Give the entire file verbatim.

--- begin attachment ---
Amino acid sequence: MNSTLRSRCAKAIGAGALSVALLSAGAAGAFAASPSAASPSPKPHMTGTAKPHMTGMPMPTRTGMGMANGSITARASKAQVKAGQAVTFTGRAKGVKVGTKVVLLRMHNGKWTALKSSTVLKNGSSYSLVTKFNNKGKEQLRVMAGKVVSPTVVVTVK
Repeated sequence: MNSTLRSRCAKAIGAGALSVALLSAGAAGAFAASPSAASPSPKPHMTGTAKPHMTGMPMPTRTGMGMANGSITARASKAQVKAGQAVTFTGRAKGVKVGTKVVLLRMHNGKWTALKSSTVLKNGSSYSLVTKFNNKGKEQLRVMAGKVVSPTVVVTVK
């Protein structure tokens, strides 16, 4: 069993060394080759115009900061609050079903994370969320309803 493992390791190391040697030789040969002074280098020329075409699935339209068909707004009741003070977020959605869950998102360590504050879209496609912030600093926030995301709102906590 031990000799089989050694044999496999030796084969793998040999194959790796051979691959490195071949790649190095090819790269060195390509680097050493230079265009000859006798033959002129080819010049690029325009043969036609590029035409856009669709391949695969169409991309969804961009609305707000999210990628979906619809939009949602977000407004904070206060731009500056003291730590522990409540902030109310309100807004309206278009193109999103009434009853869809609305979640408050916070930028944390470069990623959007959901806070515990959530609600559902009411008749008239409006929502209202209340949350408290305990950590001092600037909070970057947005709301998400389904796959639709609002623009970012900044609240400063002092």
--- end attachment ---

Amino acid sequence: MNSTLRSRCAKAIGAGALSVALLSAGAAGAFAASPSAASPSPKPHMTGTAKPHMTGMPMPTRTGMGMANGSITARASKAQVKAGQAVTFTGRAKGVKVGTKVVLLRMHNGKWTALKSSTVLKNGSSYSLVTKFNNKGKEQLRVMAGKVVSPTVVVTVK
Repeated sequence: MNSTLRSRCAKAIGAGALSVALLSAGAAGAFAASPSAASPSPKPHMTGTAKPHMTGMPMPTRTGMGMANGSITARASKAQVKAGQAVTFTGRAKGVKVGTKVVLLRMHNGKWTALKSSTVLKNGSSYSLVTKFNNKGKEQLRVMAGKVVSPTVVVTVK
């Protein structure tokens, strides 16, 4: 069993060394080759115009900061609050079903994370969320309803 493992390791190391040697030789040969002074280098020329075409699935339209068909707004009741003070977020959605869950998102360590504050879209496609912030600093926030995301709102906590 031990000799089989050694044999496999030796084969793998040999194959790796051979691959490195071949790649190095090819790269060195390509680097050493230079265009000859006798033959002129080819010049690029325009043969036609590029035409856009669709391949695969169409991309969804961009609305707000999210990628979906619809939009949602977000407004904070206060731009500056003291730590522990409540902030109310309100807004309206278009193109999103009434009853869809609305979640408050916070930028944390470069990623959007959901806070515990959530609600559902009411008749008239409006929502209202209340949350408290305990950590001092600037909070970057947005709301998400389904796959639709609002623009970012900044609240400063002092």